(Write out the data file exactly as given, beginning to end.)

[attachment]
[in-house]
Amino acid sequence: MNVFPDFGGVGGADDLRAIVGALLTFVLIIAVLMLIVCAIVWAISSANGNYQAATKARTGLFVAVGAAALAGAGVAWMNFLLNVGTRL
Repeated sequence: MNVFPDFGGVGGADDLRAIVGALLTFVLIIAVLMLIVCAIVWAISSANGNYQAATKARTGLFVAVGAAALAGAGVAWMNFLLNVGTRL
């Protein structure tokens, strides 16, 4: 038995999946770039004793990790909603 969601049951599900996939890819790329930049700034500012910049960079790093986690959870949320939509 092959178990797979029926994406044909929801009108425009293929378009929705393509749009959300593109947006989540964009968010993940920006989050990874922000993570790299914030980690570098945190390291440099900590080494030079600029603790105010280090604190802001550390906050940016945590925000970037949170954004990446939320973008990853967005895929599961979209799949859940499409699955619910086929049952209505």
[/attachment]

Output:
[in-house]
Amino acid sequence: MNVFPDFGGVGGADDLRAIVGALLTFVLIIAVLMLIVCAIVWAISSANGNYQAATKARTGLFVAVGAAALAGAGVAWMNFLLNVGTRL
Repeated sequence: MNVFPDFGGVGGADDLRAIVGALLTFVLIIAVLMLIVCAIVWAISSANGNYQAATKARTGLFVAVGAAALAGAGVAWMNFLLNVGTRL
């Protein structure tokens, strides 16, 4: 038995999946770039004793990790909603 969601049951599900996939890819790329930049700034500012910049960079790093986690959870949320939509 092959178990797979029926994406044909929801009108425009293929378009929705393509749009959300593109947006989540964009968010993940920006989050990874922000993570790299914030980690570098945190390291440099900590080494030079600029603790105010280090604190802001550390906050940016945590925000970037949170954004990446939320973008990853967005895929599961979209799949859940499409699955619910086929049952209505």